From Academic Kids

The Sackbut (var. Sacbutt; Sackbutt), a brass instrument found in the Renaissance and Baroque, is an ancestor of the modern trombone. The name is derived from the Middle French sacquer and bouter ("push" and "pull") and the term survives in numerous English spelling variations including sacbut, sagbut, shagbolt and shakbusshe. In France, the instrument was called sacqueboute;in Germany, posaune, and in Italy, trombone. The term sackbut is used to differentiate the historic instrument from its modern counterpart. Increasing interest in authentic performance in recent years has brought many trombonists to the sackbut.



The sackbut derived from the medieval slide trumpet. It originated in the Middle Ages, a closer to exact date would be around 1480. It evolved into what we know today as the 'Trombone', but is often described as having a more mellow tone. It was employed mainly in alto, tenor and bass sizes. It was one of the most important instruments in Baroque polychoral works, along with the cornetto and organ. Compared to a modern tenor trombone, the tenor sackbut has a considerably smaller bore, and a smaller, more conical bell.


Sackbuts come in several ranges. According to Michael Praetorius, there was an alto, a tenor, quart- and quint-basses, as well as a contrabass. The common standards now are the alto in Eb, tenor in Bb, and bass in F (quart) or Eb (quint). The basses, due to their longer slides, have a hinged handle on the slide stay, which is used to reach the long positions.


Renaissance wind band pitch (music) was typically approximately A=466 Hz, one half step higher than modern pitch. The tenors that survive are pitched at Bb at A=440, which is equivalent to A at A=466. Other period sources describe an alto in D, tenor in A, and bass in D; some groups are beginning to use D and A positions in performance for the sake of greater historical accuracy, rather than transposing their parts up a half step.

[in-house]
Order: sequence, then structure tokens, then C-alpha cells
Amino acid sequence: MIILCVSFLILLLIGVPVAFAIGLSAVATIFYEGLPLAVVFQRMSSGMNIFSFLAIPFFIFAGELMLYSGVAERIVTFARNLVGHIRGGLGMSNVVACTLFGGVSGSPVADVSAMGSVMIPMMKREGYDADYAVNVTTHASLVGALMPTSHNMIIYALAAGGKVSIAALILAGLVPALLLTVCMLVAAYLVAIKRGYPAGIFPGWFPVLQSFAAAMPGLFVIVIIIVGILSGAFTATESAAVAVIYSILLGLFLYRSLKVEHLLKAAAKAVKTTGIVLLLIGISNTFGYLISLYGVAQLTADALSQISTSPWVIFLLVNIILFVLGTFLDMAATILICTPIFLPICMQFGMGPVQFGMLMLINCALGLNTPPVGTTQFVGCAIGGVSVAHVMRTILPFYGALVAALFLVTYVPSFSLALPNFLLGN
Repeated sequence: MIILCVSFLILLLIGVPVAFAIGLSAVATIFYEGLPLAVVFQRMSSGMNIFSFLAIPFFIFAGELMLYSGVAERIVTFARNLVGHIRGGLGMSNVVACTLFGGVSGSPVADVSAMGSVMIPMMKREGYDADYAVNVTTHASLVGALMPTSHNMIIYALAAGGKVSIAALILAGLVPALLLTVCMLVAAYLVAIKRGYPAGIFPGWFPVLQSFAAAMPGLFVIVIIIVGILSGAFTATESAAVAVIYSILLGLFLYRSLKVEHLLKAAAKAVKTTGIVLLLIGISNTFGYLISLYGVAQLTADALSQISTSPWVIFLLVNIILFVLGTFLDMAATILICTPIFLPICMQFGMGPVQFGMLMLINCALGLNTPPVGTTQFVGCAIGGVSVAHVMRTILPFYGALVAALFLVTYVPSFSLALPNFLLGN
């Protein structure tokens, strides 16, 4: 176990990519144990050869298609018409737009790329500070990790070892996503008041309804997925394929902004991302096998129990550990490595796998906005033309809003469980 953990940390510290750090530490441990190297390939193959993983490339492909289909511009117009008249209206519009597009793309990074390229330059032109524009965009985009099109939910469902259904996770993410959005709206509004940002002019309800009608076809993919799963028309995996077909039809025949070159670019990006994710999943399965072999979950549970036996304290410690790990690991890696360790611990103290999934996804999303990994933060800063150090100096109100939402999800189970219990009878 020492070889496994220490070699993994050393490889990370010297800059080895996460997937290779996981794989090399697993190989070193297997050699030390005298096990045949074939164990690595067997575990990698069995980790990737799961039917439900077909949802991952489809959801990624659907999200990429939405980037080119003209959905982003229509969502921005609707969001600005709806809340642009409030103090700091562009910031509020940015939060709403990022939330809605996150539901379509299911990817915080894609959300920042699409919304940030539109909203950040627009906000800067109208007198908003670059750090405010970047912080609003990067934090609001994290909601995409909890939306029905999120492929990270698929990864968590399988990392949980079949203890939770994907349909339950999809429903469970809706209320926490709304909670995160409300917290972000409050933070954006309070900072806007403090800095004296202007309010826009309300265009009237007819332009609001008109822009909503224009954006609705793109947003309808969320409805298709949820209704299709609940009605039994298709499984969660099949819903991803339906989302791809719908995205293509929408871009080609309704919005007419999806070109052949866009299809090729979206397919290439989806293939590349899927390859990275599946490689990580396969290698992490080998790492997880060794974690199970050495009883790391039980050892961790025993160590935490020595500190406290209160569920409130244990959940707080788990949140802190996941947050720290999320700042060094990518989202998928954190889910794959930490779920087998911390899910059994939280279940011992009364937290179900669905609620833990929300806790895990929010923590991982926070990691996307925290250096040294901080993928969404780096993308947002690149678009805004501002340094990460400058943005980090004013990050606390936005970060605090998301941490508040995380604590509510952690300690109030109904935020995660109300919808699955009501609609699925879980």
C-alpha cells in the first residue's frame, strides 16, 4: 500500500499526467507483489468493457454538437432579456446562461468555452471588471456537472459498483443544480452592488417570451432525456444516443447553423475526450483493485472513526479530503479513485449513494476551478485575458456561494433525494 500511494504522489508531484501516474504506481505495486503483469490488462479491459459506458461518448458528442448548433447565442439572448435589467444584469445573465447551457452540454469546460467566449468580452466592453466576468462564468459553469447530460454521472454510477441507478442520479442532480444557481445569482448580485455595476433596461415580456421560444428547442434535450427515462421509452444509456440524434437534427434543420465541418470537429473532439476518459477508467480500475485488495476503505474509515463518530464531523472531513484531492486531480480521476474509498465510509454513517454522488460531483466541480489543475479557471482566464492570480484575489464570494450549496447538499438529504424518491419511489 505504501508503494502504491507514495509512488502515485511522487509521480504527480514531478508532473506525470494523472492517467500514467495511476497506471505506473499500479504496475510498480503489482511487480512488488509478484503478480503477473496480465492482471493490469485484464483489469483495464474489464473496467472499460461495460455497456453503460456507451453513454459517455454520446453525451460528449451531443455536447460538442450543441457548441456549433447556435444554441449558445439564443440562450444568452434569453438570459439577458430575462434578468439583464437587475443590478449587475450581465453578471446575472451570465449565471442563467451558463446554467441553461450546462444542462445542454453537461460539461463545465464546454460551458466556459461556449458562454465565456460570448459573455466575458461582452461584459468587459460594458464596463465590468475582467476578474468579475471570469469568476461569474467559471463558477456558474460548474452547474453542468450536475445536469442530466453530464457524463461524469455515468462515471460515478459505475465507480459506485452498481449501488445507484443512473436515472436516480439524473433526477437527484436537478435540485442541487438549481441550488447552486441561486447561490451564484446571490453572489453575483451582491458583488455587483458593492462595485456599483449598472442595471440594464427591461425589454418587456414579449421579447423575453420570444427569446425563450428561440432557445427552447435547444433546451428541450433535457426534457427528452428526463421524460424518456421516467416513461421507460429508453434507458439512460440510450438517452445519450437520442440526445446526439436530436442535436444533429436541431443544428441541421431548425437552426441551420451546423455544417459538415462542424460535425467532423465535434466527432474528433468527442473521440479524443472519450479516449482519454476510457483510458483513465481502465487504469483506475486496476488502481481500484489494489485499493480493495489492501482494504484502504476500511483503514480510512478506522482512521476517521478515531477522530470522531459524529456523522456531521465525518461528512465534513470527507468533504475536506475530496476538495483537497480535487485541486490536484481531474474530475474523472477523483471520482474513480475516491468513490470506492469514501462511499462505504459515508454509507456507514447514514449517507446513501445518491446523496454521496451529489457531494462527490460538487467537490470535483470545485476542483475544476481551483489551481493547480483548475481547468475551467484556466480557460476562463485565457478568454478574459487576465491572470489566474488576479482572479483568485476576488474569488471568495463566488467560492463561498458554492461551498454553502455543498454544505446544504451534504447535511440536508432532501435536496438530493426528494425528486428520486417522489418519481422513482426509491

The sackbut's sound is characterized by a more delicate, vocal timbre than the modern instrument. Its dynamic flexibility lends itself to a vocal style of playing and facilitates effective shaping of phrases.


The sackbut replaced the slide trumpet in the 15th Century alta capella wind bands that were common in towns throughout Europe. It also was used in church music both for instrumental service music (brought to a fine art by the Gabrieli family in late-16th Century Venice) and as a doubling instrument for choral music. The treble and high alto parts were most often played by cornetts or shawms, with the violin sometimes replacing the cornett in 17th Century Italian music. Sackbuts also frequently played courtly dance music.

In the 17th century, a considerable repertoire of chamber music using sackbut with various combinations of violins, cornetts and dulcians, often with continuo, appeared. Composers included Dario Castello, Giovanni Battista Fontana, Heinrich Schmelzer, Giovanni Paolo and Andrea Cima. Giovanni Cesare wrote "La Hieronyma," the earliest known piece for accompanied solo trombone.

Modern performance

Many groups specializing in period music make frequent use of the sackbut, including Concerto Palatino (, La Fenice (, Piffaro (, the Gabrieli Consort (, His Majesty's Sackbuts and Cornetts, and the Whole Noyse.


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